originals\ Feb 1, 2017 at 12:00 pm

NieR: Automata: Breaking down the franchise for the future and reflecting on the worlds of Yoko Taro

The Word of God is deceitful

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The Twist: It was all a dream, but not really.

Kaine NierThe girl of your dreams, but with a twist.

After the events of Drakengard Ending E, where the Queen Grotesquerie is killed, magic is introduced into the “real world” and begins infecting the people of Japan with the “White Chlorination Syndrome.” Humans that come into contact with these particles are either turned into mindless, pale white zombies or turned into statues of salt. The government of Japan decides the situation is too far gone and calls for nukes, but instead of being destroyed the magic particles are spread throughout the world.

NieR: Gestalt opens with players trying to survive in this post-apocalyptic setting. A man is fighting off monsters to protect his sick daughter, and looking for food to keep them alive. The game then flashes forward to 1,300+ years later and reveals the main character was just having a weird dream.

Except it wasn't a dream.

Players go through the game fighting enemies called Shades, violent monsters that just want to kill humans. However, as more of the story unfolds, it's revealed that not everything is as it seems: The Shades are more human than anyone knows.

To survive the WCS pandemic, humanity initiated the Gestalt Project. Human souls were removed from their bodies and made into Gestalts, which held their memories and genetic information. This information would be used to create artificial bodies, called Replicants, that were immune to the disease, could fight the zombies off, and then become the bodies for humans to return to after the crisis was over and all of the magic particles were gone. Whenever a Replicant would die, its information was added to the Gestalt, and then a new Replicant would be created.

Nier WCSHumanity survived the WCS pandemic thanks to the Replicant system, but...

While the plan worked in that WCS and the zombies were wiped out completely, there was a fatal flaw in the plan: Replicants eventually became self-aware. These soulless bodies became their own people, and human Gestalts, later called Shades, couldn't be put back into a body if it's Replicant became self-aware. This is a huge problem.

Replicants cannot reproduce on their own, they have to be created from a Gestalt. Gestalts can't return to their bodies, and the “Relapse” phenomenon caused by the lack of a proper host body leads to Gestalts becoming less sentient and more violent over time. At the same time, when a Gestalt Relapses, the Replicant suffers a new disease, called the Black Scrawl, and dies. Since the Gestalt has been corrupted, that Replicant cannot be reborn.

These two products of humanity rely on each other for survival but are directly opposed to each other in their goals. The Replicants just want to live, but without Gestalts, they will die. Gestalts want their bodies back before they relapse and become corrupted, but cannot inhabit them. Contrary to what players are lead to believe throughout the game, there are no villains in this story, just victims of circumstance.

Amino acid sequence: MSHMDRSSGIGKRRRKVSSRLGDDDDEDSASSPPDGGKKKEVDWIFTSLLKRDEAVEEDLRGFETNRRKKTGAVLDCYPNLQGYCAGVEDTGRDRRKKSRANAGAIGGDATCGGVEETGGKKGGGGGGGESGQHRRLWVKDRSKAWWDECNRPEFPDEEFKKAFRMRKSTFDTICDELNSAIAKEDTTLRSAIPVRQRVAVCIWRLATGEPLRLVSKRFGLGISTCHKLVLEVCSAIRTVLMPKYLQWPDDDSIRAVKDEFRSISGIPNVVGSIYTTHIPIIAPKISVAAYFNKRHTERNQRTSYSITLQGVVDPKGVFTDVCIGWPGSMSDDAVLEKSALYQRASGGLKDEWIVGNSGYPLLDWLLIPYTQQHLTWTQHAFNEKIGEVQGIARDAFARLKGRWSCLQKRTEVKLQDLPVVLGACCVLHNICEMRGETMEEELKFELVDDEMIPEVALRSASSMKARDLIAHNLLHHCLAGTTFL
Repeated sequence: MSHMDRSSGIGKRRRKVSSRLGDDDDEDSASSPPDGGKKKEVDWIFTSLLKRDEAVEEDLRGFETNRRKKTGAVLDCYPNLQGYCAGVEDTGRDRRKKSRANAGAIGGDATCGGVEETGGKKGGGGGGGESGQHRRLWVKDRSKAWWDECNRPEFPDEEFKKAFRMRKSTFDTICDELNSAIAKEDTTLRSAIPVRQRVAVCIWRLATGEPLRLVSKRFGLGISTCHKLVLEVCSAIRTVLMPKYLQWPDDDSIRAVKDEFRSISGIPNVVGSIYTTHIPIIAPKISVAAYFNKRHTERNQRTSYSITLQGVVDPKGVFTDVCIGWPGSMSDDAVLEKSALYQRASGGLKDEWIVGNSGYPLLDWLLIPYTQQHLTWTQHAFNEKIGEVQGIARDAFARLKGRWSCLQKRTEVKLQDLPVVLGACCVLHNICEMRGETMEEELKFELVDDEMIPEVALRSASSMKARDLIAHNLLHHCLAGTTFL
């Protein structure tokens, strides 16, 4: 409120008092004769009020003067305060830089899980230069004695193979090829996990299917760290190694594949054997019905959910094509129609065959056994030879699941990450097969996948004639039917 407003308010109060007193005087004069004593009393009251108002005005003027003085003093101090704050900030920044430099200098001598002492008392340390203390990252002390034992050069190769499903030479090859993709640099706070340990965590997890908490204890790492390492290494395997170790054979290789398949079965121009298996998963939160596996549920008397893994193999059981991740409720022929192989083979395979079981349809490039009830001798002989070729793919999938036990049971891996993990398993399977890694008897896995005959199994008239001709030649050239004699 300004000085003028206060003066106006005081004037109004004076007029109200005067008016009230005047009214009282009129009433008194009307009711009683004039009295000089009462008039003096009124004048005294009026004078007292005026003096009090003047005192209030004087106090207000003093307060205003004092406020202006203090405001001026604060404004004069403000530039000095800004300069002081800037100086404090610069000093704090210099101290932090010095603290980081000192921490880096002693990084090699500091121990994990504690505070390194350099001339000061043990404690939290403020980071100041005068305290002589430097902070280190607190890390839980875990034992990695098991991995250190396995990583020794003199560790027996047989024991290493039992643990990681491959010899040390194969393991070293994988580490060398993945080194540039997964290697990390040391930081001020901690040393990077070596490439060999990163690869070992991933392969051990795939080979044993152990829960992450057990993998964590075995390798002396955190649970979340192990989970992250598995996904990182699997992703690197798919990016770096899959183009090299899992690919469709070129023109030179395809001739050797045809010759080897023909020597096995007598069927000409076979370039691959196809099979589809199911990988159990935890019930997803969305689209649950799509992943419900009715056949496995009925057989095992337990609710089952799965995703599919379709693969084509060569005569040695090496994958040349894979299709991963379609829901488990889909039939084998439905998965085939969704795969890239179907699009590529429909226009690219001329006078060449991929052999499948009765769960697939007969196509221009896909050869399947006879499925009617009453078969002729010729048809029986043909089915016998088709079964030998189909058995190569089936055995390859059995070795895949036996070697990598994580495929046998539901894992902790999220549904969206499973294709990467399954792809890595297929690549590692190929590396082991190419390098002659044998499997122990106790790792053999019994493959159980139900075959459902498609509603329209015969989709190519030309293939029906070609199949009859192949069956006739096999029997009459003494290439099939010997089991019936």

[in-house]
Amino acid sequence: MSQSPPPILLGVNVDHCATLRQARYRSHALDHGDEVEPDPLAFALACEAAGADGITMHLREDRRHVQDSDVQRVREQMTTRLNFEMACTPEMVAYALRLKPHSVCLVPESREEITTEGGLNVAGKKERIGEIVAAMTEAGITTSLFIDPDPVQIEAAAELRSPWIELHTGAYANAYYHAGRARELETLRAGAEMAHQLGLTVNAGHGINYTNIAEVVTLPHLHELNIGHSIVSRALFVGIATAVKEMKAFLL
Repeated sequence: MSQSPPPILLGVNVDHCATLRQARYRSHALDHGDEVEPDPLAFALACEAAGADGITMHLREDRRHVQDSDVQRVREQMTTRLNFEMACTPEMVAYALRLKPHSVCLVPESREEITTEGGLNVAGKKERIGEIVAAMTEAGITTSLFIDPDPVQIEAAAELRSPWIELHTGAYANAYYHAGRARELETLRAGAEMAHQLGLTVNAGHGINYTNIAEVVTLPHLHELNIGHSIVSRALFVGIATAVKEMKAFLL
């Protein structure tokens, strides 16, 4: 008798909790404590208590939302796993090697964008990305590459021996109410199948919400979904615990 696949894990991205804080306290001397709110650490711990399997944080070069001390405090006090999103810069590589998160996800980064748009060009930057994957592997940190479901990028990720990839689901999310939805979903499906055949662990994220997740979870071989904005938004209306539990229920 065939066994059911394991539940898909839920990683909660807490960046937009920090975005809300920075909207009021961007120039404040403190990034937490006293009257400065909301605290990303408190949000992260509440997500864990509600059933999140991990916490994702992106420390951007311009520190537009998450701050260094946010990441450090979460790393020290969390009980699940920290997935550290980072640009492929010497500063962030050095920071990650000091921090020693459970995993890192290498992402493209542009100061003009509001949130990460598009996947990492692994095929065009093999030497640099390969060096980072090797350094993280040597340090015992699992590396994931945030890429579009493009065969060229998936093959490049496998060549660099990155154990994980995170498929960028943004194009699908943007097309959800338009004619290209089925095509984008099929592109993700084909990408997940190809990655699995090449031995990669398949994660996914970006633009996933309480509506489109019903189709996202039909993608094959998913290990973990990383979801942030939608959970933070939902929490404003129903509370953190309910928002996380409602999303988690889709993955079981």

To hammer this point home further, it is revealed that the main character is the Replicant Nier, and the antagonist is the man from the dream sequence, the Nier Gestalt. They're both parts of the same person, with the exact same goal, saving their daughter, but in diametrically opposed positions due to the nature of the Gestalt/Replicant relationship. There is no hope in this situation either: If Replicant Nier wins his daughter's Gestalt will continue to corrupt, eventually killing her and making it so she cannot be reborn. Gestalt Nier successfully puts his daughter into her Replicant body, but she is rejected, dooming both daughters to certain, if eventual, death.

The best New Game+ ever created.

Yoko TaroI've got nothing witty to post here, so gaze upon Yoko Taro.

Do you like New Game+? It's a cool feature, but most people don't feel the minor changes justify a second, often easier, playthrough of a game they just beat. NieR breaks that mold. Its New Game+ allows players to understand the dialogue of Shades, as well as catch more information on the Tritagonist Kaine.

What does understanding the Shades accomplish to make NieR's the undeniable greatest New Game+ ever created? It reveals that the player was the antagonist the entire time. It's like The Usual Suspects' Kaizer Soze reveal, complete with hints strewn about throughout the game, except done in a manner that can only be achieved through the superior nature of the gaming medium.

For example:

  • In the early portion of the game, Shades will not attack players first. This only changes after the player gets Weiss and the ability to cast magic, which is anathema to them: Magic is the source of virtually all human suffering in their world.